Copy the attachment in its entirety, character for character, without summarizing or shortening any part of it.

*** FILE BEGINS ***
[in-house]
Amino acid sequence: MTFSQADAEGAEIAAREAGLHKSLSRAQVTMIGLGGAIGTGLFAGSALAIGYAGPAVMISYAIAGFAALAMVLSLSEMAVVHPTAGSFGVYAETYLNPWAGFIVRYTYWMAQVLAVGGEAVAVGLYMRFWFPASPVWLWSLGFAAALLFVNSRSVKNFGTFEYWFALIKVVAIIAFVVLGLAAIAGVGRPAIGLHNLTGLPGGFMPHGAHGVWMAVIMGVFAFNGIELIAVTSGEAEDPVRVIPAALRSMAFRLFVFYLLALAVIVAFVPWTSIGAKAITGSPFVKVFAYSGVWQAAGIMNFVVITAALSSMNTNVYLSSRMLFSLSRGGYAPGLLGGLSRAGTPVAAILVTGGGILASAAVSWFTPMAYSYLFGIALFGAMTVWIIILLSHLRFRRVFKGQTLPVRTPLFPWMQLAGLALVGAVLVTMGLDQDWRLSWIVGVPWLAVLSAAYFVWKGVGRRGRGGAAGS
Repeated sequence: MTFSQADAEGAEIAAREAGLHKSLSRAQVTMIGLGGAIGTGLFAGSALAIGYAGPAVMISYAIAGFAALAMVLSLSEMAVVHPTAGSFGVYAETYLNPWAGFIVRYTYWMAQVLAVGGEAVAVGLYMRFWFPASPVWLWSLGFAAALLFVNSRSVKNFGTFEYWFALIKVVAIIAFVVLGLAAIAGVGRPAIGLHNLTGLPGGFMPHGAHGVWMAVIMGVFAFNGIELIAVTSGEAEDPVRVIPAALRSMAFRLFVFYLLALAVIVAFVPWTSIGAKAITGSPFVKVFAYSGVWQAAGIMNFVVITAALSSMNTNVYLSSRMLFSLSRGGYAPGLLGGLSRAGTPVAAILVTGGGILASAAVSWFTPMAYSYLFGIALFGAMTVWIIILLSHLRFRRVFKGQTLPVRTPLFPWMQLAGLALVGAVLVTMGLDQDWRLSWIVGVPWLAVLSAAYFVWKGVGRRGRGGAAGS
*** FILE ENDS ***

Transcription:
[in-house]
Amino acid sequence: MTFSQADAEGAEIAAREAGLHKSLSRAQVTMIGLGGAIGTGLFAGSALAIGYAGPAVMISYAIAGFAALAMVLSLSEMAVVHPTAGSFGVYAETYLNPWAGFIVRYTYWMAQVLAVGGEAVAVGLYMRFWFPASPVWLWSLGFAAALLFVNSRSVKNFGTFEYWFALIKVVAIIAFVVLGLAAIAGVGRPAIGLHNLTGLPGGFMPHGAHGVWMAVIMGVFAFNGIELIAVTSGEAEDPVRVIPAALRSMAFRLFVFYLLALAVIVAFVPWTSIGAKAITGSPFVKVFAYSGVWQAAGIMNFVVITAALSSMNTNVYLSSRMLFSLSRGGYAPGLLGGLSRAGTPVAAILVTGGGILASAAVSWFTPMAYSYLFGIALFGAMTVWIIILLSHLRFRRVFKGQTLPVRTPLFPWMQLAGLALVGAVLVTMGLDQDWRLSWIVGVPWLAVLSAAYFVWKGVGRRGRGGAAGS
Repeated sequence: MTFSQADAEGAEIAAREAGLHKSLSRAQVTMIGLGGAIGTGLFAGSALAIGYAGPAVMISYAIAGFAALAMVLSLSEMAVVHPTAGSFGVYAETYLNPWAGFIVRYTYWMAQVLAVGGEAVAVGLYMRFWFPASPVWLWSLGFAAALLFVNSRSVKNFGTFEYWFALIKVVAIIAFVVLGLAAIAGVGRPAIGLHNLTGLPGGFMPHGAHGVWMAVIMGVFAFNGIELIAVTSGEAEDPVRVIPAALRSMAFRLFVFYLLALAVIVAFVPWTSIGAKAITGSPFVKVFAYSGVWQAAGIMNFVVITAALSSMNTNVYLSSRMLFSLSRGGYAPGLLGGLSRAGTPVAAILVTGGGILASAAVSWFTPMAYSYLFGIALFGAMTVWIIILLSHLRFRRVFKGQTLPVRTPLFPWMQLAGLALVGAVLVTMGLDQDWRLSWIVGVPWLAVLSAAYFVWKGVGRRGRGGAAGS